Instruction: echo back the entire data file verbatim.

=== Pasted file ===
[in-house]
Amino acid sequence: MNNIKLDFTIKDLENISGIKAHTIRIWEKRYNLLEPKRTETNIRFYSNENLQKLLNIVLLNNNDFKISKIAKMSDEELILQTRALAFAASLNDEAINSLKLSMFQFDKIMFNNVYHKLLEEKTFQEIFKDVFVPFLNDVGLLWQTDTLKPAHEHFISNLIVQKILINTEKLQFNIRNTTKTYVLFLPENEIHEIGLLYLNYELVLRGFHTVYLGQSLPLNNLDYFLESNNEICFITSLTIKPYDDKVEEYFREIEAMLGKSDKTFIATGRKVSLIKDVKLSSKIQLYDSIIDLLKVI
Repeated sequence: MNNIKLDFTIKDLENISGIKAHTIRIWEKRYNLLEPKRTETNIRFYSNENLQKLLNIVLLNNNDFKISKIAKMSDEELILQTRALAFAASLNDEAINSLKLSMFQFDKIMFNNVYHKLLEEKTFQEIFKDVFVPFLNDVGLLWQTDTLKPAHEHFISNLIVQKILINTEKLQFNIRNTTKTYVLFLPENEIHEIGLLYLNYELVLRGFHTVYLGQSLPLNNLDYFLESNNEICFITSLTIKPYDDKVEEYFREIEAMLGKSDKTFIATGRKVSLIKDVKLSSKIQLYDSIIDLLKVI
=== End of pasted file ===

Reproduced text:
[in-house]
Amino acid sequence: MNNIKLDFTIKDLENISGIKAHTIRIWEKRYNLLEPKRTETNIRFYSNENLQKLLNIVLLNNNDFKISKIAKMSDEELILQTRALAFAASLNDEAINSLKLSMFQFDKIMFNNVYHKLLEEKTFQEIFKDVFVPFLNDVGLLWQTDTLKPAHEHFISNLIVQKILINTEKLQFNIRNTTKTYVLFLPENEIHEIGLLYLNYELVLRGFHTVYLGQSLPLNNLDYFLESNNEICFITSLTIKPYDDKVEEYFREIEAMLGKSDKTFIATGRKVSLIKDVKLSSKIQLYDSIIDLLKVI
Repeated sequence: MNNIKLDFTIKDLENISGIKAHTIRIWEKRYNLLEPKRTETNIRFYSNENLQKLLNIVLLNNNDFKISKIAKMSDEELILQTRALAFAASLNDEAINSLKLSMFQFDKIMFNNVYHKLLEEKTFQEIFKDVFVPFLNDVGLLWQTDTLKPAHEHFISNLIVQKILINTEKLQFNIRNTTKTYVLFLPENEIHEIGLLYLNYELVLRGFHTVYLGQSLPLNNLDYFLESNNEICFITSLTIKPYDDKVEEYFREIEAMLGKSDKTFIATGRKVSLIKDVKLSSKIQLYDSIIDLLKVI